Monday 20th August 2018

Report: half of online content gets 4 shares or less on social media

Joe West
by on 5th March 2018

The impact of web content and the way it is shared have changed dramatically over the past three years, according to a new report from social analytics firm BuzzSumo.

The study analyses 100 million pages of content published in the last year and finds as few as five percent of posts were shared over 343 times, with the median amount sitting at just four shares.

According to the report, between 2015 and 2017 the volume of content being shared via social media services fell by 50 percent.

Even stalwarts like BuzzFeed have been hit, with a 60 percent dip in social engagements recorded since 2015. Its most shared post pre-2017 attracted 2.6 million shares, while its most shared post in 2017 attracted 0.53 million shares.

In more evidence of the decline in social sharing, Mashable.com, another popular social news website, was sold to Ziff Davis in December, 2017 for $50 million, despite being valued at $250 million in 2016.

The data from Buzzsumo also confirms a report recently published by Shareaholic, which found that Facebook’s contribution to total referral traffic to websites had declined from 30.93 percent in the second half of 2016 to 18.16 percent in the second half of 2017.

Changes to the way that posts appear on networks like Facebook have made it harder for brands to gain traction.

Buzzsumo’s report states that a return to a reliance on Google to generate organic traffic and engagement is emerging, with search accounting for 62.6 percent of all referrals in May last year. Despite this, the report also states that 70 percent of online content is never linked to from another domain.

Facebook has come under pressure to fight back against “fake news.” The algorithm changes made to clean up newsfeeds hit content sharing and put an end to the reign of clickbait articles, which no longer muster the same levels of visibility.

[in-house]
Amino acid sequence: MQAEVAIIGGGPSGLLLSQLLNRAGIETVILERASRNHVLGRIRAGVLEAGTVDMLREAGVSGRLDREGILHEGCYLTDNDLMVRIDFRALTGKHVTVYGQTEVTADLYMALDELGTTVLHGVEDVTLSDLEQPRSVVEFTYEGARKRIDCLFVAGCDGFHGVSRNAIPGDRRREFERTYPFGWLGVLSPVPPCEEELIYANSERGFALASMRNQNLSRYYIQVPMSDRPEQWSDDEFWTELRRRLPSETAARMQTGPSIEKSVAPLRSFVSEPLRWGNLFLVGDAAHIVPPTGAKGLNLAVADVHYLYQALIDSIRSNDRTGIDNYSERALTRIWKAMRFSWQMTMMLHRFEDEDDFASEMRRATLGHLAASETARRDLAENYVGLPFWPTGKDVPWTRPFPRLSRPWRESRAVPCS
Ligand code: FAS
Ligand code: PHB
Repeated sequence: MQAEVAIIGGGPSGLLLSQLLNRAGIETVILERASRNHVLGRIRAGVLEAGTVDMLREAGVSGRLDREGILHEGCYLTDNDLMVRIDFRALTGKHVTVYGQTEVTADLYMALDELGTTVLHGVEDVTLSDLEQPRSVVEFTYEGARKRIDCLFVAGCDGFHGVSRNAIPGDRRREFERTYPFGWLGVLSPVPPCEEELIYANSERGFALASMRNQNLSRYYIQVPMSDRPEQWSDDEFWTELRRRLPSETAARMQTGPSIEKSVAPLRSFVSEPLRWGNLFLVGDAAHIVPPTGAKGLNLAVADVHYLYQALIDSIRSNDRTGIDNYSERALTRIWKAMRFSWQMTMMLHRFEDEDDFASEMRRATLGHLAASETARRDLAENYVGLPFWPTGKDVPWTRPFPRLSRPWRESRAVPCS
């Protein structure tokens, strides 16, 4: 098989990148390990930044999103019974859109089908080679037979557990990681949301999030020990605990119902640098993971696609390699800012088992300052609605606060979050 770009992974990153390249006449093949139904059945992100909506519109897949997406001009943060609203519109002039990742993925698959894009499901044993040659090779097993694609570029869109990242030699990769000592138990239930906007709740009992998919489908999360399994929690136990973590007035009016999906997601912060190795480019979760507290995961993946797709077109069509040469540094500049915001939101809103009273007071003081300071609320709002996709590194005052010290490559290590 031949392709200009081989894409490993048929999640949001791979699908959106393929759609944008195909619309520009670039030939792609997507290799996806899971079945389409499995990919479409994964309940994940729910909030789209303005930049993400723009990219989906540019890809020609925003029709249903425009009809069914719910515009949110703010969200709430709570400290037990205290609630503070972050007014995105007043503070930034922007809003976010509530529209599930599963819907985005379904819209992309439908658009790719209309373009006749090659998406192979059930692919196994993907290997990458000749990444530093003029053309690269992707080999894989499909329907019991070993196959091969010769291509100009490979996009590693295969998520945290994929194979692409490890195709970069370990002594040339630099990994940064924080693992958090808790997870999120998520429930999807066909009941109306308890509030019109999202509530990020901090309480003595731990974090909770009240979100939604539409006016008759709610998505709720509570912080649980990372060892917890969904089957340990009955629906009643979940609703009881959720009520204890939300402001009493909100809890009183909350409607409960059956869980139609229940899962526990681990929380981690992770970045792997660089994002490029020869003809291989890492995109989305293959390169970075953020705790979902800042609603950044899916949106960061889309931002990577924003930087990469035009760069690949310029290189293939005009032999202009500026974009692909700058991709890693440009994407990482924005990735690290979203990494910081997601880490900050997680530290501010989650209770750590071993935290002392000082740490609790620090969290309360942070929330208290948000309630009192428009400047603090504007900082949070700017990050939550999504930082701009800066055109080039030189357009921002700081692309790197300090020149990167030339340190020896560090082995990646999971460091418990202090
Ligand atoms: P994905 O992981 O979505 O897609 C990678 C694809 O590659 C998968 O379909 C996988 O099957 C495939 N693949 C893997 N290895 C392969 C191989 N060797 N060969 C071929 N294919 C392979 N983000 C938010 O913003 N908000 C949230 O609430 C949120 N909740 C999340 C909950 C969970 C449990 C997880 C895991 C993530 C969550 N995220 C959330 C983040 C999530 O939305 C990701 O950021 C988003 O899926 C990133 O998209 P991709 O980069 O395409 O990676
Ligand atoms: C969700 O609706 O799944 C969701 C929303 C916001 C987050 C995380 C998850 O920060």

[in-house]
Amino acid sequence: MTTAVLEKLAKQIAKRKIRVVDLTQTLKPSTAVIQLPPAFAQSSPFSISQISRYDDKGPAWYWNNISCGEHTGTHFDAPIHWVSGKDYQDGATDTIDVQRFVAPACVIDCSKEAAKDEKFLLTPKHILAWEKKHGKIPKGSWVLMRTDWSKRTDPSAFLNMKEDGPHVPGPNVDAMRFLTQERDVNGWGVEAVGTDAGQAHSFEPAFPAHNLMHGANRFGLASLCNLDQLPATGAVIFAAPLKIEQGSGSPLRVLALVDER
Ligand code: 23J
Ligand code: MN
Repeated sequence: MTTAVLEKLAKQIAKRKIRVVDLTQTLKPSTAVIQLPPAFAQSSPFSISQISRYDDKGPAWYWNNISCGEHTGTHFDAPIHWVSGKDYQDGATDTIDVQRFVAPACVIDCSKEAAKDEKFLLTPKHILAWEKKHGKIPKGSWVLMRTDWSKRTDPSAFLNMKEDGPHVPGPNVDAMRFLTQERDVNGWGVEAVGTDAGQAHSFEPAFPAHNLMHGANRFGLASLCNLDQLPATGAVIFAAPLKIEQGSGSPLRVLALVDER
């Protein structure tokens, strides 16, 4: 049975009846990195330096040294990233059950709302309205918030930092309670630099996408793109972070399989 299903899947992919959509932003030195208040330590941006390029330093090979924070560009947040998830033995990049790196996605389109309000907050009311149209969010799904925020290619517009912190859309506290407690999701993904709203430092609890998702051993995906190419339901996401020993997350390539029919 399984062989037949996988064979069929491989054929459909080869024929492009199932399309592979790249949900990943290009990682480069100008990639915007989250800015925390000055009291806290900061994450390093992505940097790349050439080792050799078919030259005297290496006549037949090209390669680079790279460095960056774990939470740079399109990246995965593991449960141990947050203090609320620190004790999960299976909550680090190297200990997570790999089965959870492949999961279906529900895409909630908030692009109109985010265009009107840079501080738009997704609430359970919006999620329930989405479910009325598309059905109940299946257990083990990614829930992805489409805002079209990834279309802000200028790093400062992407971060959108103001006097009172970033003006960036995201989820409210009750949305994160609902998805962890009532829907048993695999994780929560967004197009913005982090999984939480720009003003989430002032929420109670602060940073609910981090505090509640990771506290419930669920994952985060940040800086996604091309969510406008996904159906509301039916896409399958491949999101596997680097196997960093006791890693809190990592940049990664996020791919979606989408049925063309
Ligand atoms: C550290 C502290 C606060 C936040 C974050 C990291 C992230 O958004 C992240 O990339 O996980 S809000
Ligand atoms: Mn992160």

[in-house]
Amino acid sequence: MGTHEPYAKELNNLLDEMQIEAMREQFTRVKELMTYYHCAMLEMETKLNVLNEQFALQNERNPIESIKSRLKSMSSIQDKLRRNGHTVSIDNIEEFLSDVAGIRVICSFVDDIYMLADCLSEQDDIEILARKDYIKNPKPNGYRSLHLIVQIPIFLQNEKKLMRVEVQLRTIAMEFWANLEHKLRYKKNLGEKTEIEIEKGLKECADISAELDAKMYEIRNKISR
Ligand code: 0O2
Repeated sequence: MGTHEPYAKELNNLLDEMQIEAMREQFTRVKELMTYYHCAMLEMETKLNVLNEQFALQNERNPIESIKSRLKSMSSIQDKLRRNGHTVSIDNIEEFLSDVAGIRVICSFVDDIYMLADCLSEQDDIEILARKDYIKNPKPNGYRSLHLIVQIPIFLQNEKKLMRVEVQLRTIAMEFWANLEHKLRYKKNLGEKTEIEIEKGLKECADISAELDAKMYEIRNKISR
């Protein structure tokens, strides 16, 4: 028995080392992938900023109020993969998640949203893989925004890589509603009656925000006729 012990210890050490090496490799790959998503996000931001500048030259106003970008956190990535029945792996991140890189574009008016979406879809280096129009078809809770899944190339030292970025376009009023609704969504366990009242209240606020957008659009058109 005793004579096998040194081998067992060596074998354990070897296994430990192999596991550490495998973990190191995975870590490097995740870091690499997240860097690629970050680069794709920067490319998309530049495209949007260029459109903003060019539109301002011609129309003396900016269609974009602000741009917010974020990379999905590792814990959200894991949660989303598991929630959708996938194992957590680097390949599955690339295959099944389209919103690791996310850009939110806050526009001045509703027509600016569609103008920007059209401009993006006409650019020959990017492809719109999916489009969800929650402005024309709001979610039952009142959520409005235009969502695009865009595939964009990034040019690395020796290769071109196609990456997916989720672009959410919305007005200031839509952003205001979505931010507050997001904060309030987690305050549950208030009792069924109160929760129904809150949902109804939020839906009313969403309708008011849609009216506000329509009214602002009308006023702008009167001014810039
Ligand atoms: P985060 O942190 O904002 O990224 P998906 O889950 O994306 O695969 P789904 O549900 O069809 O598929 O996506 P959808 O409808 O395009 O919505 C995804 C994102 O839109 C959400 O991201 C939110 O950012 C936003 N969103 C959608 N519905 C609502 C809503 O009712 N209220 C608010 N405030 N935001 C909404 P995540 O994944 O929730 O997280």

This was confirmed by Mark Zuckerberg, Facebook’s CEO, prior to the release of Facebook’s Q4 report in February.

“Already last quarter, we made changes to show fewer viral videos to make sure people’s time is well spent. In total, we made changes that reduced time spent on Facebook by roughly 50 million hours every day,” he said, in a post on his Facebook profile.

While Facebook is on the decline as a content sharing platform, business-focused social network LinkedIn has seen its influence grow. The disparity between Facebook’s 2.2 billion users and LinkedIn’s 467 million is large, but this is still a niche that publishers are eager to exploit.

According to Digiday, LinkedIn comments, shares and likes are up 60 percent year-on-year and Buzzsumo states many B2B publishers are witnessing an increase in social sharing through the platform.

It also states, considering the relative decline in referral traffic from Facebook, LinkedIn may be a suitable alternative for B2B publishers.

Part of the problem is the sheer volume of content being published, which is making it harder to stand out from the crowd. Popular topics are becoming oversaturated with posts; cryptocurrencies were covered in 40,000 articles over a single seven day period last December.

Moreover, according to a recent report from Verisign, domains containing keywords relating to cryptocurrency were the most popular type of domain registrations in 2017.

People are also sharing links with one another privately, rather than going public on newsfeeds. Up to 65 percent of shares in a given month can be private, the study found.

The sites which managed to maintain their position or gain traction in 2017 were those which avoided clickbait tactics for short term gains. Instead authoritative outlets with evergreen content were on the firmest ground in the wake of the social shake-up.